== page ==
BCS Championship Game: Over/Under 2 Turnovers for Everett Golson

Matt Smith@MattSmithCFBCorrespondent IIIDecember 23, 2012

SOUTH BEND, IN - NOVEMBER 03: Everett Golson #5 of the Notre Dame Fighting Irish runs for a first down in the third overtime against the Pittsburgh Panthers at Notre Dame Stadium on November 3, 2012 in South Bend, Indiana. Notre Dame defeated Pittsburgh 29-26 in triple overtime. (Photo by Jonathan Daniel/Getty Images)
Jonathan Daniel/Getty Images

It wasn’t that long ago, only a year in fact, that Notre Dame was ranked 118th out 120 FBS teams in turnover margin. The 2011 Irish stumbled and fumbled their way to 29 turnovers, while only forcing 14, in a disappointing 8-5 season.

The disappointments of Brian Kelly’s second season in South Bend now seem like a distant memory, as the 2012 Irish have made turnovers their ally. The Irish have given the ball away just 14 times in their undefeated season, while Manti Te’o’s seven interceptions are only one less than the entire team had in 2011.

Improvement in this area was not a forgone conclusion heading into the season despite quarterback Tommy Rees, the culprit of many of the team’s mistakes in 2011, being demoted to a backup role in favor of Everett Golson, who did not see the field last year.

The scouting report on Golson is that while he would make the offense far more potent and versatile, he would also make some bad decisions as he learned the intricacies of Kelly’s offense.

There were some growing pains. All you have to do is turn on the tape of the Sept. 22 game against Michigan in which Golson lasted only a quarter after two interceptions before being replaced by Rees. However, once Golson took the Irish into Norman and upset No. 8 Oklahoma, 30-13, without committing any turnovers, Kelly knew he had his guy for the long haul.

After the poor performance against the Wolverines, Golson threw just two interceptions the rest of the season. In what will never be classified as a coincidence, the Irish won every game they played and now are just two weeks away from playing for their first national title in 24 years against Alabama on Jan. 7 at Sun Life Stadium in Miami.

To defeat the defending national champion and heavily-favored Crimson Tide, Notre Dame will need to use much of the recipe that has gotten it to this point. The main ingredient in this unexpected concoction has been protecting the football.

Alabama has forced over two turnovers per game on average this season. If that trend continues in South Florida, the Irish will likely be unable to knock the Tide from their perch atop the college football mountain.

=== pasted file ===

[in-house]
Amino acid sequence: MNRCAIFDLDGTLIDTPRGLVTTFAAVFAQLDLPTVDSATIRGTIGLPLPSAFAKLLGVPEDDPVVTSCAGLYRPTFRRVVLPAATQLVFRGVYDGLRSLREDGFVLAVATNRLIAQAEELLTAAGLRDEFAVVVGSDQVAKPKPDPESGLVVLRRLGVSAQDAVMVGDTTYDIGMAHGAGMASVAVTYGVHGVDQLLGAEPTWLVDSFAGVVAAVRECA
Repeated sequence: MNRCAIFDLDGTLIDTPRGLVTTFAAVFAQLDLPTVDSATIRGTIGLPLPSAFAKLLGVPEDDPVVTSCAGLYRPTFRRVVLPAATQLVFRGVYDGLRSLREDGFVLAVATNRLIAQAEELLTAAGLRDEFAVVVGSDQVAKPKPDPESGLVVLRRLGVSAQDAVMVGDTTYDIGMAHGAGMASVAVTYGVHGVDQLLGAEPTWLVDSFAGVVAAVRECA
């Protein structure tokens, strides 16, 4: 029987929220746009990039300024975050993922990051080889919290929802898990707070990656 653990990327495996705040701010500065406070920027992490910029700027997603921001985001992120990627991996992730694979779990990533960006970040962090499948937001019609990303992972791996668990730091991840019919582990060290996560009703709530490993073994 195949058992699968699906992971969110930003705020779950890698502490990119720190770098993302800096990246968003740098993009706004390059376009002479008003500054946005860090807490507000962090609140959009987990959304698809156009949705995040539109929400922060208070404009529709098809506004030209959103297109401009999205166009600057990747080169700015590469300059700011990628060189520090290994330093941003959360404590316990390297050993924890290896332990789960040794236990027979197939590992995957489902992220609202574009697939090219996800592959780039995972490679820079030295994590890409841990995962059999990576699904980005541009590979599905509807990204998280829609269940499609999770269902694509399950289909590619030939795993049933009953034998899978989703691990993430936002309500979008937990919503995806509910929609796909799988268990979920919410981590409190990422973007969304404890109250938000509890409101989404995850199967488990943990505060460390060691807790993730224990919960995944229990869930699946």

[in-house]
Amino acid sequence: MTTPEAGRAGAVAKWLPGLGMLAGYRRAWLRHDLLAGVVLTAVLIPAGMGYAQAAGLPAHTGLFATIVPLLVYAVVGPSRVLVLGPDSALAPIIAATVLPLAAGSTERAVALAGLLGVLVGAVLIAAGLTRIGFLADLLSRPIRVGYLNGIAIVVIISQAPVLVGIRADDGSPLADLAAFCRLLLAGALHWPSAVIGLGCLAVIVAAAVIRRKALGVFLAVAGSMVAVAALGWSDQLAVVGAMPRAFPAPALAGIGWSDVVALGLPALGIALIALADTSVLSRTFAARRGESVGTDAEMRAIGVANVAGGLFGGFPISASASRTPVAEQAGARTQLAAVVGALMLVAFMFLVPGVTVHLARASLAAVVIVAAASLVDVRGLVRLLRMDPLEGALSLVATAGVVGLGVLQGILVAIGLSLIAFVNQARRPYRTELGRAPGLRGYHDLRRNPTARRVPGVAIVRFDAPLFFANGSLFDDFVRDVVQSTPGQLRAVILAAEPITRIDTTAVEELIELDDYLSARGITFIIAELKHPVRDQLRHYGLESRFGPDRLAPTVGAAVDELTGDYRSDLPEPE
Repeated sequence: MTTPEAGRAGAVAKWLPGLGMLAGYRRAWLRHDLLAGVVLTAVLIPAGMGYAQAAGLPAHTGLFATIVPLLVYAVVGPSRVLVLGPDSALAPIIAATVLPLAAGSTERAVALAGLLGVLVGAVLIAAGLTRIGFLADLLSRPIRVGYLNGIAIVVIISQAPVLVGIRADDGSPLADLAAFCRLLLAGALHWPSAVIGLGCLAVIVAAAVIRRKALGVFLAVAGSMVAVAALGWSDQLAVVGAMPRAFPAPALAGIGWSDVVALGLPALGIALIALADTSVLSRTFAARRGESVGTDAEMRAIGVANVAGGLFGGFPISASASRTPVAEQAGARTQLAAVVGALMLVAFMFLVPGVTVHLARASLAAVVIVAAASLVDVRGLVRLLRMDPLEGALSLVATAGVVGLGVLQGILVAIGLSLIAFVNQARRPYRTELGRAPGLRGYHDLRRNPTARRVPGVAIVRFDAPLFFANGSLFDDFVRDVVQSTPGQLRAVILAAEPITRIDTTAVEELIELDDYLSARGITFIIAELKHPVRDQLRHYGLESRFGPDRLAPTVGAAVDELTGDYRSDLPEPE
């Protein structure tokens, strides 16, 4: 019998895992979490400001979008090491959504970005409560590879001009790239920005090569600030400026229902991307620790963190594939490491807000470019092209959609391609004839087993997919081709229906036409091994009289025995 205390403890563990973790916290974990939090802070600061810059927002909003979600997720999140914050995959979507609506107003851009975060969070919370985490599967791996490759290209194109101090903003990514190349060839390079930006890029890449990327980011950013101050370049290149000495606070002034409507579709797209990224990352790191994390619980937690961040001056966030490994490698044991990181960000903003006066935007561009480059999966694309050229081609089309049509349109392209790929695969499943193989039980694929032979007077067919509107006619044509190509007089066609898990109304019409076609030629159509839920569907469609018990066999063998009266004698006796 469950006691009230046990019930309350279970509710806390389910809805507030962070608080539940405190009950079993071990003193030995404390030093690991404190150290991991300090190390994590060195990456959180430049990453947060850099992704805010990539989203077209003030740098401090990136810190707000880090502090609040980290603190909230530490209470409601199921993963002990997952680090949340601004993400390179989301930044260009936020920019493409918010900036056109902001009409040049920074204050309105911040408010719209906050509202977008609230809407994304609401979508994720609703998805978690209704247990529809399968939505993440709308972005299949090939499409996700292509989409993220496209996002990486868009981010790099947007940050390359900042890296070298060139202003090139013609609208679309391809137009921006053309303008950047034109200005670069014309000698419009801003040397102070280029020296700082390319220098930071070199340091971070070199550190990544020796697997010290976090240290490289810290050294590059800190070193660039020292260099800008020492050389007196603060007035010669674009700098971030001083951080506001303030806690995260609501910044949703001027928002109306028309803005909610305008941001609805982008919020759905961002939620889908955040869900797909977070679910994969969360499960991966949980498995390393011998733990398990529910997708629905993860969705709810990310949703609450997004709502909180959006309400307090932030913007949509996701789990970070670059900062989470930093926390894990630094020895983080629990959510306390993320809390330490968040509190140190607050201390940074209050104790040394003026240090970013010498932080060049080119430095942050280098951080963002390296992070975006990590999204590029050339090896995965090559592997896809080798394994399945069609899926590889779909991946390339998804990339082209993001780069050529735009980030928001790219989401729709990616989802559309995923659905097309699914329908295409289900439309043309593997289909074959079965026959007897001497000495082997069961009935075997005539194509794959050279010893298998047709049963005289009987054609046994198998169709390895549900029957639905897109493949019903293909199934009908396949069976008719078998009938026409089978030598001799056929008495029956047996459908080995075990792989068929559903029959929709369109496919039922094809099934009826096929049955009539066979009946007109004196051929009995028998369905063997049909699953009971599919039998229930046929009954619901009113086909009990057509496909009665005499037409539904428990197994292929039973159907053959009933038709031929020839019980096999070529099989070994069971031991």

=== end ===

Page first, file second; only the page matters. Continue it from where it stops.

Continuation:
Of course, Notre Dame has had multiple turnovers just four times this season and had none in its three big wins away from home against Michigan State, Oklahoma and USC. The combination of Kelly putting Golson in situations where he can be effective and Golson himself learning to take what is given to him has proven to be a successful formula.

The Irish will have to take calculated risks against Alabama, but you dance with the one that brought you. The game plan will again rely heavily on the top-scoring defense in the country and the running of Theo Riddick, Cierre Wood, and now Golson too, who has become more of a running threat in recent weeks.

With the next game almost eight months away, there’s no need for Kelly to protect Golson from injury like he had earlier in the season.

Despite the efficiency of the Irish offense to date, I do not foresee it making it through 60 minutes in Miami without a turnover. The Tide boast arguably the best cornerback in the country in Dee Milliner and a pair of ball-hawking safeties in Robert Lester and Ha-Ha Clinton-Dix, who each have four interceptions on the season.

Golson can get away with more forced throws than his predecessor thanks to a stronger arm, but it’s rare for Nick Saban defense to not at least force one mistake from a first-year quarterback, at least one not named Johnny Manziel.

Will one turnover be enough to decide the game? It depends. Where on the field does it take place? In what quarter does it occur? Is there a return?

Those are unanswerable questions for now, but they’re the factors that could decide whether the turnover will haunt Irish fans for years or if it’ll simply be a blip on the way to the team’s biggest win in a quarter-century.